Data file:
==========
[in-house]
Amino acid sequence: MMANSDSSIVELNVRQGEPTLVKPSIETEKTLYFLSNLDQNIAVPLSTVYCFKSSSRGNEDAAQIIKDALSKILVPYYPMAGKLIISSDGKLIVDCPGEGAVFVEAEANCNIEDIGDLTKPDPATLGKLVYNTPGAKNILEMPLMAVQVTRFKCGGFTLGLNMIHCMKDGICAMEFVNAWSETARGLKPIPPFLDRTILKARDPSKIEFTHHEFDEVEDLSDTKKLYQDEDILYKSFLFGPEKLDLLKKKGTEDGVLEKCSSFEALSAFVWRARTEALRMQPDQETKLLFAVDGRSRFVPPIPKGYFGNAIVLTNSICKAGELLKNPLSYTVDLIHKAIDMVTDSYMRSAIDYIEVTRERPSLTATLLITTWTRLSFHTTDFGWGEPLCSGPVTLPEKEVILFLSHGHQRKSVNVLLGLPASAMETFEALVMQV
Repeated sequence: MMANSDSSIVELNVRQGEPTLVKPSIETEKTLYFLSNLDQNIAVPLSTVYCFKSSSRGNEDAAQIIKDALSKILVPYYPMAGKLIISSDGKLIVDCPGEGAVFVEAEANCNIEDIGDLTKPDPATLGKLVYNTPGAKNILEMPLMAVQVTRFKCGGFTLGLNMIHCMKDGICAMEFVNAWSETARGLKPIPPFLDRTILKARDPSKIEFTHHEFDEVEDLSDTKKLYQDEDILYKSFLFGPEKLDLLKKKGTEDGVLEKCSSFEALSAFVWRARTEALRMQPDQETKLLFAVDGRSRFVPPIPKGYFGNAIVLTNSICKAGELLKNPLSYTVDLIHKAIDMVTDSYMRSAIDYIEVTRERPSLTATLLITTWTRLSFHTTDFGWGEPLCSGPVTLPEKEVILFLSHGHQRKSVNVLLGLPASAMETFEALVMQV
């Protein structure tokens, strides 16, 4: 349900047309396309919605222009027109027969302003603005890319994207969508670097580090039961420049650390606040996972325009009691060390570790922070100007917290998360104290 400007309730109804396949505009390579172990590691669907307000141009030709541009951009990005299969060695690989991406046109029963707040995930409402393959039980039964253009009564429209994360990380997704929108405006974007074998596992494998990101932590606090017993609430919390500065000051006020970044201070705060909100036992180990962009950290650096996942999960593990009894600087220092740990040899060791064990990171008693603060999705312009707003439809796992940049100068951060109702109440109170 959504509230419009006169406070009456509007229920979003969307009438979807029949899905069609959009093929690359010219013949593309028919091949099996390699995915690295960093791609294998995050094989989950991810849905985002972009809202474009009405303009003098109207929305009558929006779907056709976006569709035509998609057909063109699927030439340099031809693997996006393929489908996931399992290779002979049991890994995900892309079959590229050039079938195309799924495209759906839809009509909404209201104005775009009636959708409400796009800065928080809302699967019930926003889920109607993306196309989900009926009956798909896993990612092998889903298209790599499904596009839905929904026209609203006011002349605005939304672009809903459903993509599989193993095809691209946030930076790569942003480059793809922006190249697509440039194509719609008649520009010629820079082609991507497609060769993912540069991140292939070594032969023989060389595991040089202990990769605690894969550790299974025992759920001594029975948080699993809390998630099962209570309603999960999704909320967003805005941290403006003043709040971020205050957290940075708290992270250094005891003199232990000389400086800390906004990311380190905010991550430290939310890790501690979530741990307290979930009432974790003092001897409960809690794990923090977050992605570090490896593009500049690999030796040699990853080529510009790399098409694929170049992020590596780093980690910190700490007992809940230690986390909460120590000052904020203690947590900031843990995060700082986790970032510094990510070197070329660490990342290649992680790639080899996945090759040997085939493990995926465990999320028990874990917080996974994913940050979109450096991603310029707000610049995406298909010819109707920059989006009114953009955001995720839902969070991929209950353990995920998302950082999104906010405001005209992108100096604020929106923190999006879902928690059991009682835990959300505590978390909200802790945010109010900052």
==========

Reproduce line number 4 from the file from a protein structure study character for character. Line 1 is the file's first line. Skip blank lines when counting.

């Protein structure tokens, strides 16, 4: 349900047309396309919605222009027109027969302003603005890319994207969508670097580090039961420049650390606040996972325009009691060390570790922070100007917290998360104290 400007309730109804396949505009390579172990590691669907307000141009030709541009951009990005299969060695690989991406046109029963707040995930409402393959039980039964253009009564429209994360990380997704929108405006974007074998596992494998990101932590606090017993609430919390500065000051006020970044201070705060909100036992180990962009950290650096996942999960593990009894600087220092740990040899060791064990990171008693603060999705312009707003439809796992940049100068951060109702109440109170 959504509230419009006169406070009456509007229920979003969307009438979807029949899905069609959009093929690359010219013949593309028919091949099996390699995915690295960093791609294998995050094989989950991810849905985002972009809202474009009405303009003098109207929305009558929006779907056709976006569709035509998609057909063109699927030439340099031809693997996006393929489908996931399992290779002979049991890994995900892309079959590229050039079938195309799924495209759906839809009509909404209201104005775009009636959708409400796009800065928080809302699967019930926003889920109607993306196309989900009926009956798909896993990612092998889903298209790599499904596009839905929904026209609203006011002349605005939304672009809903459903993509599989193993095809691209946030930076790569942003480059793809922006190249697509440039194509719609008649520009010629820079082609991507497609060769993912540069991140292939070594032969023989060389595991040089202990990769605690894969550790299974025992759920001594029975948080699993809390998630099962209570309603999960999704909320967003805005941290403006003043709040971020205050957290940075708290992270250094005891003199232990000389400086800390906004990311380190905010991550430290939310890790501690979530741990307290979930009432974790003092001897409960809690794990923090977050992605570090490896593009500049690999030796040699990853080529510009790399098409694929170049992020590596780093980690910190700490007992809940230690986390909460120590000052904020203690947590900031843990995060700082986790970032510094990510070197070329660490990342290649992680790639080899996945090759040997085939493990995926465990999320028990874990917080996974994913940050979109450096991603310029707000610049995406298909010819109707920059989006009114953009955001995720839902969070991929209950353990995920998302950082999104906010405001005209992108100096604020929106923190999006879902928690059991009682835990959300505590978390909200802790945010109010900052």